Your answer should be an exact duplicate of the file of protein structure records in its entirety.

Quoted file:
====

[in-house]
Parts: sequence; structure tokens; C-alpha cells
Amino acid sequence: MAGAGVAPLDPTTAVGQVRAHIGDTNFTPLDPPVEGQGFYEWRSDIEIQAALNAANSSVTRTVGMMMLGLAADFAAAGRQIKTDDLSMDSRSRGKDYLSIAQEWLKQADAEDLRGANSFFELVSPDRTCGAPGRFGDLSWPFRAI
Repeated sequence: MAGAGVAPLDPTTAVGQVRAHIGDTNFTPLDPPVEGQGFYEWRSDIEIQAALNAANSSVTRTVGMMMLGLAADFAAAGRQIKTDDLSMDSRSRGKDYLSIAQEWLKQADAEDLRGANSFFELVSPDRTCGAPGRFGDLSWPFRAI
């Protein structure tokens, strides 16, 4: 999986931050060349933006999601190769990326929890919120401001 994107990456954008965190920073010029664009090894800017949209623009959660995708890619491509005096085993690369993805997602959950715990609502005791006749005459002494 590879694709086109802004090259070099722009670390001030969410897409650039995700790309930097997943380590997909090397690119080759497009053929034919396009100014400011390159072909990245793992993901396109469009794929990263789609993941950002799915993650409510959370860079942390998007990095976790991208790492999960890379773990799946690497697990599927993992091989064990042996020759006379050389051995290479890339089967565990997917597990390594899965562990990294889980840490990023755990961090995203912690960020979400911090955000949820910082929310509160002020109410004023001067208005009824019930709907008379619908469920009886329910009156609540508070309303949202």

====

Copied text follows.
[in-house]
Parts: sequence; structure tokens; C-alpha cells
Amino acid sequence: MAGAGVAPLDPTTAVGQVRAHIGDTNFTPLDPPVEGQGFYEWRSDIEIQAALNAANSSVTRTVGMMMLGLAADFAAAGRQIKTDDLSMDSRSRGKDYLSIAQEWLKQADAEDLRGANSFFELVSPDRTCGAPGRFGDLSWPFRAI
Repeated sequence: MAGAGVAPLDPTTAVGQVRAHIGDTNFTPLDPPVEGQGFYEWRSDIEIQAALNAANSSVTRTVGMMMLGLAADFAAAGRQIKTDDLSMDSRSRGKDYLSIAQEWLKQADAEDLRGANSFFELVSPDRTCGAPGRFGDLSWPFRAI
């Protein structure tokens, strides 16, 4: 999986931050060349933006999601190769990326929890919120401001 994107990456954008965190920073010029664009090894800017949209623009959660995708890619491509005096085993690369993805997602959950715990609502005791006749005459002494 590879694709086109802004090259070099722009670390001030969410897409650039995700790309930097997943380590997909090397690119080759497009053929034919396009100014400011390159072909990245793992993901396109469009794929990263789609993941950002799915993650409510959370860079942390998007990095976790991208790492999960890379773990799946690497697990599927993992091989064990042996020759006379050389051995290479890339089967565990997917597990390594899965562990990294889980840490990023755990961090995203912690960020979400911090955000949820910082929310509160002020109410004023001067208005009824019930709907008379619908469920009886329910009156609540508070309303949202």